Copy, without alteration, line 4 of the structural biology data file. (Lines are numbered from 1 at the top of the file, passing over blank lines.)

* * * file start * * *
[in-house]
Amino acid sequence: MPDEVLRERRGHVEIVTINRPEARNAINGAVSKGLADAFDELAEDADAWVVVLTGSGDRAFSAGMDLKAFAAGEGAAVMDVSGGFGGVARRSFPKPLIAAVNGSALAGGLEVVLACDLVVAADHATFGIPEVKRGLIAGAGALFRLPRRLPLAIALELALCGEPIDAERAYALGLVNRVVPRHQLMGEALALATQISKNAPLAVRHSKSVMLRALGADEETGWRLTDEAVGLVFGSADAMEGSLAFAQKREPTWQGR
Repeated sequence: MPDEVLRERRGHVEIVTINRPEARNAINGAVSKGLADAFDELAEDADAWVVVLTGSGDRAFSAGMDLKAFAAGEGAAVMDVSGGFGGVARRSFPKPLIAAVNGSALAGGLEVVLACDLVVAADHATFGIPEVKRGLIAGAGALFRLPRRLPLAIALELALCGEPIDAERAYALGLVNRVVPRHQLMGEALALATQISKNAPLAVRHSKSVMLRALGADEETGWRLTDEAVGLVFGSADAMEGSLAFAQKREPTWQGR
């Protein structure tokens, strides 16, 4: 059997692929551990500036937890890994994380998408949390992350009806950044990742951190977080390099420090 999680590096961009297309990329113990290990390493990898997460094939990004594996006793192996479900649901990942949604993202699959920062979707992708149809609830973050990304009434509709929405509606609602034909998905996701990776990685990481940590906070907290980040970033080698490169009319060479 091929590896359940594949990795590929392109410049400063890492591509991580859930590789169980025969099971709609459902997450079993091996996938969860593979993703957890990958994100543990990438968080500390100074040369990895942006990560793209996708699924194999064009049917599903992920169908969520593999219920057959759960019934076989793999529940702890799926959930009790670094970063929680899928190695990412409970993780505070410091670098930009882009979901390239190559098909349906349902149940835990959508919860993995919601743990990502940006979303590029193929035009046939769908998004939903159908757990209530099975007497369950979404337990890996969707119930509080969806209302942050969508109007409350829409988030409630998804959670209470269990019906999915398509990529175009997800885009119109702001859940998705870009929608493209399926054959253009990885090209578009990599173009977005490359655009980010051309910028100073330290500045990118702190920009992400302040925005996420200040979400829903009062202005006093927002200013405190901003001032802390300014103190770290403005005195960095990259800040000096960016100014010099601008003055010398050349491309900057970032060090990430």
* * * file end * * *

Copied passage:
């Protein structure tokens, strides 16, 4: 059997692929551990500036937890890994994380998408949390992350009806950044990742951190977080390099420090 999680590096961009297309990329113990290990390493990898997460094939990004594996006793192996479900649901990942949604993202699959920062979707992708149809609830973050990304009434509709929405509606609602034909998905996701990776990685990481940590906070907290980040970033080698490169009319060479 091929590896359940594949990795590929392109410049400063890492591509991580859930590789169980025969099971709609459902997450079993091996996938969860593979993703957890990958994100543990990438968080500390100074040369990895942006990560793209996708699924194999064009049917599903992920169908969520593999219920057959759960019934076989793999529940702890799926959930009790670094970063929680899928190695990412409970993780505070410091670098930009882009979901390239190559098909349906349902149940835990959508919860993995919601743990990502940006979303590029193929035009046939769908998004939903159908757990209530099975007497369950979404337990890996969707119930509080969806209302942050969508109007409350829409988030409630998804959670209470269990019906999915398509990529175009997800885009119109702001859940998705870009929608493209399926054959253009990885090209578009990599173009977005490359655009980010051309910028100073330290500045990118702190920009992400302040925005996420200040979400829903009062202005006093927002200013405190901003001032802390300014103190770290403005005195960095990259800040000096960016100014010099601008003055010398050349491309900057970032060090990430």